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From Olympus to Tartarus: Damning the ‘Demigods’ in Afghanistan


Between 2005 and 2016, Australia’s elite special forces took part in a number of daring raids in Afghanistan under the compelling narrative which endeavoured to protect liberal democracy from radical Islamic fundamentalism and the gross human rights violations that walk hand in hand with it.


Yet, the reality on the ground is not as admirable or ‘just’ as this chronicle might have us believe. A recent document publishing the findings of a four-year military inquiry discovered Australian soldiers effectively executed helpless Afghan civilians and “methodically” tried to conceal their actions from their superiors.


While the report skirts around the topic, under the Geneva Convention these actions undoubtedly constitute a serious war crime as they explicitly fall outside the appropriate behaviour during conflict. 39 innocent civilians - farmers and adolescents -were slaughtered outside the chaos of open battle prompting the inspector general of the Australian Defence Force to condemn the atrocities “as the most disgraceful episode in Australia’s military history”.


This news arises in light of a particularly hideous warrior culture that plagues Australian armed forces. Senior officers would order junior soldiers to execute Afghan prisoners to record their first “kill” in a vicious initiation ritual known was “blooding”. Experienced soldiers were seen as “godlike” by their subordinates. To impress their ‘demigod’ commanders, junior soldiers were expected to demonstrate their unquestioned loyalty, even if this involved a serious breach of human rights. After they had confirmed their first “kill”, weapons and equipment were placed around the corpses to disguise the victims as legitimate targets. It is beyond shocking that such barbaric acts are being committed by supposedly the most elite and professional military regiments in the world.


The Australian state has rightly condemned the perpetrators and launched a full enquiry into its own military’s conduct in Afghanistan. In a rare admission of guilt to crimes usually concealed from public knowledge, Prime Scott Morrison expressed his “deepest sorrow” towards the Afghan people and vowed to President Ashraf Ghani to prosecute any solider who took part in the slaughter. Meanwhile, on the recommendation of the condemning report, Gen. Angus Campbell has agreed to pay compensation to the families who suffered at the hands of a ruthless bloodlust.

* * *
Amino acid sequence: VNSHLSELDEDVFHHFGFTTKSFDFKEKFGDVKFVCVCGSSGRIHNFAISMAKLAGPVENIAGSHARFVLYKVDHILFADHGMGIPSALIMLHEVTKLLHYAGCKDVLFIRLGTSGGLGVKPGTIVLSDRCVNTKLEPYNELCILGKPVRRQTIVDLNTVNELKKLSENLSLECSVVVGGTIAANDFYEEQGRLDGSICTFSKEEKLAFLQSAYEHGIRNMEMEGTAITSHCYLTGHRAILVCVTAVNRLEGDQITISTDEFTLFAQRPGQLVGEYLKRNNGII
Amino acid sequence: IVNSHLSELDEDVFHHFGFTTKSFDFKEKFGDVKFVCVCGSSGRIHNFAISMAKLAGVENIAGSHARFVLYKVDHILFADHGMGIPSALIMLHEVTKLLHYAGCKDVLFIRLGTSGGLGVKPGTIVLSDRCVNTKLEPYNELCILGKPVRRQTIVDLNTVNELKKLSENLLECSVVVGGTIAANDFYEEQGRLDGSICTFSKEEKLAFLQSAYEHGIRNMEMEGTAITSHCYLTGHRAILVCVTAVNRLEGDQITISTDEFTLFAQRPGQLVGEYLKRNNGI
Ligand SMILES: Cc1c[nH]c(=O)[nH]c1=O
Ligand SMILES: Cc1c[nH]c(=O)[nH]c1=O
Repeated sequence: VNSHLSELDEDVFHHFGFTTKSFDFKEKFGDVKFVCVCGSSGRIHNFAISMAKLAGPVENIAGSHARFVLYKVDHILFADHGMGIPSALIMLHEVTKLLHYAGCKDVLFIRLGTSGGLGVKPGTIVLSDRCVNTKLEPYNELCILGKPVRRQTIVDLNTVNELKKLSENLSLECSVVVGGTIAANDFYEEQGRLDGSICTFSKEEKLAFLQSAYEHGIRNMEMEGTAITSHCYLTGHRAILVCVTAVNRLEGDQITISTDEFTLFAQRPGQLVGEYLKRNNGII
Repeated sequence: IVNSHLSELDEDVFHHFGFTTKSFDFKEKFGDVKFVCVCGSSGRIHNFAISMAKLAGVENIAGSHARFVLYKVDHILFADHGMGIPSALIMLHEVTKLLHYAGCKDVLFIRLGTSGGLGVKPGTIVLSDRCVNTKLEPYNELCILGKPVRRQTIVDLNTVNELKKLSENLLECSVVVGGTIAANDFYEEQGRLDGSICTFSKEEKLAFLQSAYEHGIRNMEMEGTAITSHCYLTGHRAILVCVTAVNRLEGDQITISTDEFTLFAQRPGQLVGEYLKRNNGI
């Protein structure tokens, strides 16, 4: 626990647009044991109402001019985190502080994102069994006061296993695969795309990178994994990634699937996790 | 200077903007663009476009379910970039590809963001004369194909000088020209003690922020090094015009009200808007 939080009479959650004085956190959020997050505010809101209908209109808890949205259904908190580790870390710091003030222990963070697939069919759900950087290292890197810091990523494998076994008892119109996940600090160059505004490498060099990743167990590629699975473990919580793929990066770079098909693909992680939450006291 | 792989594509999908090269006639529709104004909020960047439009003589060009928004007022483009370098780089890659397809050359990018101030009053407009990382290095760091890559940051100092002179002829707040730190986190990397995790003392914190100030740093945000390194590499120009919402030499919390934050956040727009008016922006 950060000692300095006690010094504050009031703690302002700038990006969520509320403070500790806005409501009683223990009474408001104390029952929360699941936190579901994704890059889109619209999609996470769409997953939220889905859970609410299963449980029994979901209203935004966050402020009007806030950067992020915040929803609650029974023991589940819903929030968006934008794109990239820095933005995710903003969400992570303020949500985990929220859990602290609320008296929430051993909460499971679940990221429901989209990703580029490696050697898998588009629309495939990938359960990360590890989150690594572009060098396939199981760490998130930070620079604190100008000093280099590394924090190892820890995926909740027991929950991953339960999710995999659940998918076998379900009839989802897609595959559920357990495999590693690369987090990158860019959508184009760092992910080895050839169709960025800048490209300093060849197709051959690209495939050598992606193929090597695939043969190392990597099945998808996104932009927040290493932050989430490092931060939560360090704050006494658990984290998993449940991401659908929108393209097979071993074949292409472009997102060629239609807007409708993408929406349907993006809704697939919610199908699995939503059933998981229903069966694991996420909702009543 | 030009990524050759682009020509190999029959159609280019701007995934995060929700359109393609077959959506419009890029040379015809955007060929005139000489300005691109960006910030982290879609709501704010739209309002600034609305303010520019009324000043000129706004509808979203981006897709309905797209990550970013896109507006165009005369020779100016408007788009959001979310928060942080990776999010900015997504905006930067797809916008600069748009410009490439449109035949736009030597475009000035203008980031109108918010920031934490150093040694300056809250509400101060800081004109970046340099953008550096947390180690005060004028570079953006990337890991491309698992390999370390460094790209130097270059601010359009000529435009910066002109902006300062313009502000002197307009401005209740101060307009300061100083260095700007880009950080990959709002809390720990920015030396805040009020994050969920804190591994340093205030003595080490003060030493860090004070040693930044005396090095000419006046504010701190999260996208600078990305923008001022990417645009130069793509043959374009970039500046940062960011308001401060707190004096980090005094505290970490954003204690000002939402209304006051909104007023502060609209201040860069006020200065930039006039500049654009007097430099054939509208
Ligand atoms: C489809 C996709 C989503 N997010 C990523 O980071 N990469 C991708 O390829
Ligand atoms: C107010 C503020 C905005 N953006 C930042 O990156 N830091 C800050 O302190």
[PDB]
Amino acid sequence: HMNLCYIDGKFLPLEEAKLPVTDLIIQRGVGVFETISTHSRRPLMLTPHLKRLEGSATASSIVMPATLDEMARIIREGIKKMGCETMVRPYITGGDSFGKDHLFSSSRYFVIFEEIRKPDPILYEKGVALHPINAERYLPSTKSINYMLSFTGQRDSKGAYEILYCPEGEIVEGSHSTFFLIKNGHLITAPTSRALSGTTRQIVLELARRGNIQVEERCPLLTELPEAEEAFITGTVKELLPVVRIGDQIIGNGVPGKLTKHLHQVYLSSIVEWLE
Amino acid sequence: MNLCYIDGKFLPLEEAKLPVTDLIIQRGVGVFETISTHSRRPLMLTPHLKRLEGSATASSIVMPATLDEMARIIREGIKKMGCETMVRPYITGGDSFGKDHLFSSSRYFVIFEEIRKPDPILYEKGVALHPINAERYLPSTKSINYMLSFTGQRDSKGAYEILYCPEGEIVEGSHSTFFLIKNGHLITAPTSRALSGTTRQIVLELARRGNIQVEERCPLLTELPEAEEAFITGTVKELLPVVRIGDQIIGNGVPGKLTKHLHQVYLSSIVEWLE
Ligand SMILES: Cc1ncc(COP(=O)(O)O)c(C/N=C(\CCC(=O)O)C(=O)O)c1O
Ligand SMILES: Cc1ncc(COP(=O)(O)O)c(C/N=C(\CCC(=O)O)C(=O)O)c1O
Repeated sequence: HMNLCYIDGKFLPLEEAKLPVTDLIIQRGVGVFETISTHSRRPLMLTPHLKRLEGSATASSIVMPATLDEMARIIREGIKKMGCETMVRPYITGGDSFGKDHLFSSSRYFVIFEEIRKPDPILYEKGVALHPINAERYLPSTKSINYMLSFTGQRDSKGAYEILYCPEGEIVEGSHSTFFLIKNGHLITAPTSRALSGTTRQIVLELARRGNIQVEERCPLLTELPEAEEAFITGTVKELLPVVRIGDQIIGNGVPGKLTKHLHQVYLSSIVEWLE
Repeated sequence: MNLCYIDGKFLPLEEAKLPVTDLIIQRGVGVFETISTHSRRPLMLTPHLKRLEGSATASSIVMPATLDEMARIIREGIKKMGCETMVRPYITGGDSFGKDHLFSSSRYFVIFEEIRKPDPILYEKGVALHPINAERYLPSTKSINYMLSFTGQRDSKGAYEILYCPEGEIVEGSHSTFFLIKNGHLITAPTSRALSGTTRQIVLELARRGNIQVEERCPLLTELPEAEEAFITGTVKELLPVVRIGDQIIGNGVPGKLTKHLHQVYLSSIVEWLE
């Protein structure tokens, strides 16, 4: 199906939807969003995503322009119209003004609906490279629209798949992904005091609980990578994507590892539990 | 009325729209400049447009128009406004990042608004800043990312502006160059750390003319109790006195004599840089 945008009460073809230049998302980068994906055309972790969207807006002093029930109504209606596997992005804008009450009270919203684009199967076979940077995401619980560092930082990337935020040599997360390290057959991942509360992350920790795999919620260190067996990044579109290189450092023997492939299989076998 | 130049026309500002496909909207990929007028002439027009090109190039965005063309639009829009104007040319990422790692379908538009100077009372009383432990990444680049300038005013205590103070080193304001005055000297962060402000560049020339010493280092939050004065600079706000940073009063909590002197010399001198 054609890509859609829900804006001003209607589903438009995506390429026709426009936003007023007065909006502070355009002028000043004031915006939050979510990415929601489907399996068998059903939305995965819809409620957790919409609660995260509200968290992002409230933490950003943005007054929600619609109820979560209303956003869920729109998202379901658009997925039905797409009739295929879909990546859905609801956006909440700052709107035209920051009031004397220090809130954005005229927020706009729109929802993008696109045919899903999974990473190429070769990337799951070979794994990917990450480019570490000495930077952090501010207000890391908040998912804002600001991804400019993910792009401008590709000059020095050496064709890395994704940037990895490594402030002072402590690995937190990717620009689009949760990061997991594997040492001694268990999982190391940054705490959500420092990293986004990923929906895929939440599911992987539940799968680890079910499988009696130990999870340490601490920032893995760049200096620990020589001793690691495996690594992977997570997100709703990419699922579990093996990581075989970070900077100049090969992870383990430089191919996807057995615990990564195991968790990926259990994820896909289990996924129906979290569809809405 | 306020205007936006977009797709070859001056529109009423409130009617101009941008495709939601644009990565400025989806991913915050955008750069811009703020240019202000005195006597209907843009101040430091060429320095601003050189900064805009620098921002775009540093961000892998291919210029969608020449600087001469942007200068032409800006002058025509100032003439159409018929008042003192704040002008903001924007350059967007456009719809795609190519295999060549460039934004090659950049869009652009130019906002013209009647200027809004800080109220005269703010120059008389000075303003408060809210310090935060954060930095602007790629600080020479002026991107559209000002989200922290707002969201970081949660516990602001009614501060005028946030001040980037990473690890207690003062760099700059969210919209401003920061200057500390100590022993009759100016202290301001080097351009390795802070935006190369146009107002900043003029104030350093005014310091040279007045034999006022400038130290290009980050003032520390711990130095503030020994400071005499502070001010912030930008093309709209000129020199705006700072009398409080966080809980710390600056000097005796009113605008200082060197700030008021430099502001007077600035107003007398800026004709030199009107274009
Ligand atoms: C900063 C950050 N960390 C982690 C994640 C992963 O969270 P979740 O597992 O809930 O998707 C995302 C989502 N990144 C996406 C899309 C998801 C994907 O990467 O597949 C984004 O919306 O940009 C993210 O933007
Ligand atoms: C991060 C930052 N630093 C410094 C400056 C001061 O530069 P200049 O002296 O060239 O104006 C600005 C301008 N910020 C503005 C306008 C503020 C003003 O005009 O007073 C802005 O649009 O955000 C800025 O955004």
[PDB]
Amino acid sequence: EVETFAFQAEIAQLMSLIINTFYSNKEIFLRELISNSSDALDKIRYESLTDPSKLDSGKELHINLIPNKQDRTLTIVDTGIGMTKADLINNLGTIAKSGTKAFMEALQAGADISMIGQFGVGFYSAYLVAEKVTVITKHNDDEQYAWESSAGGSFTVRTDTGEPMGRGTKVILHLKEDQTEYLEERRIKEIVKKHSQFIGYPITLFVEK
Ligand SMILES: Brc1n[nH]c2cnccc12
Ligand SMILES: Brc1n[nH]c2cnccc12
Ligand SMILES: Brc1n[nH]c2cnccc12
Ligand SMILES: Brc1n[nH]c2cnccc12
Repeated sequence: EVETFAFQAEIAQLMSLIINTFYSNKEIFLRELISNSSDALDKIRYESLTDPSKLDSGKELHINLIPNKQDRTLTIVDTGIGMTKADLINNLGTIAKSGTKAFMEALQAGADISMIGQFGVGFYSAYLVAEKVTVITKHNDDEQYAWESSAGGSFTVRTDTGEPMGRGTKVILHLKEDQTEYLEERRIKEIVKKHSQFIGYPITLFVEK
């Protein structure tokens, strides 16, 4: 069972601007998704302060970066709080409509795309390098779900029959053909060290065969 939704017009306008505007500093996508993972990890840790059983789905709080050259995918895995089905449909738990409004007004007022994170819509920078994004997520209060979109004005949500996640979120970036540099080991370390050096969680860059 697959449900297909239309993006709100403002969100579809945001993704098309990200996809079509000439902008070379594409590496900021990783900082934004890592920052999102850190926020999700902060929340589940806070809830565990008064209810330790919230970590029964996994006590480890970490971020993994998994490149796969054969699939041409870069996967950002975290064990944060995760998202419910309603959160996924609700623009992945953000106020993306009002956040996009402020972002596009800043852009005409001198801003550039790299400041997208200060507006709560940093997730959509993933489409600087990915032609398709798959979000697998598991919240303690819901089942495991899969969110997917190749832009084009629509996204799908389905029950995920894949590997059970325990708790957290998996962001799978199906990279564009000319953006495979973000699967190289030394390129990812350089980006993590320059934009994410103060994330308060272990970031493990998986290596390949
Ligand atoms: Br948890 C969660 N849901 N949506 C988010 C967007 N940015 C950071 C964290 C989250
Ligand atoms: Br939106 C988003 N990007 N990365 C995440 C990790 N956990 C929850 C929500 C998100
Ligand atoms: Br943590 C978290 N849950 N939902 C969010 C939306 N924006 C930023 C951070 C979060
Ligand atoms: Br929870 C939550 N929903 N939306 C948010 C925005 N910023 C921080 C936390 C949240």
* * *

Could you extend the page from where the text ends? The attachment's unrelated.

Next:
Australia has rightly disbanded the 2nd Squadron of the Special Air Service Regiment and issued 13 soldiers responsible for the murders with “administrative action notices”. While none have been issued with such notices as of yet, the inspector general has recommended that 19 soldiers face criminal prosecution. In addition, soldiers who committed lesser crimes should also face the consequence of their actions. In this early stage of development, it is unclear how the prosecutions shall proceed from here.


This the first time a western coalition member has investigated its own conduct in Afghanistan on such a public scale, and in this light, Australia should be commended. However, this begs the question, on how many other occasions have western forces committed atrocities in the Middle East?


Indeed, this is not the first incident in which western forces have faced prosecution for crimes committed during Middle Eastern wars. The UK tried a sentenced ‘Marine A’ to life imprisonment for murder after executing an injured Afghan insurgent in 2011. Across the Atlantic, US Staff Sgt. Robert Bales pleaded guilty to murdering 16 civilians and now serves life without parole. Evidently, the recent events in Australia is simply history repeating itself


Disturbingly, however, President Trump has recently pardoned 3 soldiers accused of war crimes in a bizarre exercise of his executive power of American armed forces. As such, his administration has tried to block additional enquires by international investigators into atrocity’s committed by US forces in Afghanistan, claiming such cases are “rare” at most. This is rather concerning news and would come as no surprise to learn in the coming months and years of other cases of US atrocities kept hidden from the international community. Suddenly, the vivid, grotesque images of Abu Ghraib and similar CIA black sites spring to mind.


In the words of William Tecumseh Sherman, “War is hell”. It is the unfortunate reality of conflict that suffering is common, where humanity behaves at its most depravedness. However, there is no excuse for the actions described above. Western armed forces are held to the highest professional standard, undergoing a rigorous training programme which explicitly details the rules of engagement. Coalition forces have devastated the Middle East. They have levelled cities, torn communities and families apart, and fractured the politics and social cohesion of the region for generations to come. The minimum the West can do is hold its own war criminals to account if it insists on pursuing others. The Geneva Convention and humanitarian law is not mere rhetoric, but the norms that must be held at all costs to regulate the most appalling cases of human action.


by Daniel Mountain

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